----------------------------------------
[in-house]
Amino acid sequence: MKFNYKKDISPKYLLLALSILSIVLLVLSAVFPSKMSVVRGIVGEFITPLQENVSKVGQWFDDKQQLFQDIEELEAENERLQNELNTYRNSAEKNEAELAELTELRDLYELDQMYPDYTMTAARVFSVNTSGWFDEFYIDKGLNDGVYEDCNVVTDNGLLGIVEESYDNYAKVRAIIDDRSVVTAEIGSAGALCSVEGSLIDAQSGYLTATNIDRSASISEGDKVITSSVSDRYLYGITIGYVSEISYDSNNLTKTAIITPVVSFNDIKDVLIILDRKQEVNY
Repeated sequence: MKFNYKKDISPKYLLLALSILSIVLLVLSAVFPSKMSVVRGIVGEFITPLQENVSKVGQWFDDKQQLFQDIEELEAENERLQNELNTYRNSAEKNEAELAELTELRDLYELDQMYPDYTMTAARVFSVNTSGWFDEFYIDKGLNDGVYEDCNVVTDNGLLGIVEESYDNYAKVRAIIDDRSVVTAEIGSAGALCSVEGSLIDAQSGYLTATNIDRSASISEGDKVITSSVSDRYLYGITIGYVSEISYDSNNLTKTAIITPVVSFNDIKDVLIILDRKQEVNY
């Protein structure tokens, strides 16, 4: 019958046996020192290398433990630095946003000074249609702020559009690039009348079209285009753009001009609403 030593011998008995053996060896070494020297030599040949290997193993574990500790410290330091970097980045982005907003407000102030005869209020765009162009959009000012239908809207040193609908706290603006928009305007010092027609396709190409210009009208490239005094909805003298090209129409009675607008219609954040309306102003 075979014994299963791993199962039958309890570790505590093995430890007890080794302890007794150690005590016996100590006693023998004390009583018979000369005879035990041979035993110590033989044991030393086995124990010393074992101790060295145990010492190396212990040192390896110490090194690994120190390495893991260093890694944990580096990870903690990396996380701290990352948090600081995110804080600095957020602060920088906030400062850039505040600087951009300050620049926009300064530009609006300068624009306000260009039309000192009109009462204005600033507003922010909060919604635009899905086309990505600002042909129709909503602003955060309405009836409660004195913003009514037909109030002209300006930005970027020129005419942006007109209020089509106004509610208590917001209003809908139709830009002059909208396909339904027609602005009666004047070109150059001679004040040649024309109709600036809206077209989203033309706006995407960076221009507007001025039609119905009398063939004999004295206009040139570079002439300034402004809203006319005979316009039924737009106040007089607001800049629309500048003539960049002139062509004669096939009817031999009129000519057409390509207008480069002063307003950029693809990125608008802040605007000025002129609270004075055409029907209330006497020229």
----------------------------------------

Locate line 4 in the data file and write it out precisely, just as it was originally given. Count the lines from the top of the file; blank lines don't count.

């Protein structure tokens, strides 16, 4: 019958046996020192290398433990630095946003000074249609702020559009690039009348079209285009753009001009609403 030593011998008995053996060896070494020297030599040949290997193993574990500790410290330091970097980045982005907003407000102030005869209020765009162009959009000012239908809207040193609908706290603006928009305007010092027609396709190409210009009208490239005094909805003298090209129409009675607008219609954040309306102003 075979014994299963791993199962039958309890570790505590093995430890007890080794302890007794150690005590016996100590006693023998004390009583018979000369005879035990041979035993110590033989044991030393086995124990010393074992101790060295145990010492190396212990040192390896110490090194690994120190390495893991260093890694944990580096990870903690990396996380701290990352948090600081995110804080600095957020602060920088906030400062850039505040600087951009300050620049926009300064530009609006300068624009306000260009039309000192009109009462204005600033507003922010909060919604635009899905086309990505600002042909129709909503602003955060309405009836409660004195913003009514037909109030002209300006930005970027020129005419942006007109209020089509106004509610208590917001209003809908139709830009002059909208396909339904027609602005009666004047070109150059001679004040040649024309109709600036809206077209989203033309706006995407960076221009507007001025039609119905009398063939004999004295206009040139570079002439300034402004809203006319005979316009039924737009106040007089607001800049629309500048003539960049002139062509004669096939009817031999009129000519057409390509207008480069002063307003950029693809990125608008802040605007000025002129609270004075055409029907209330006497020229």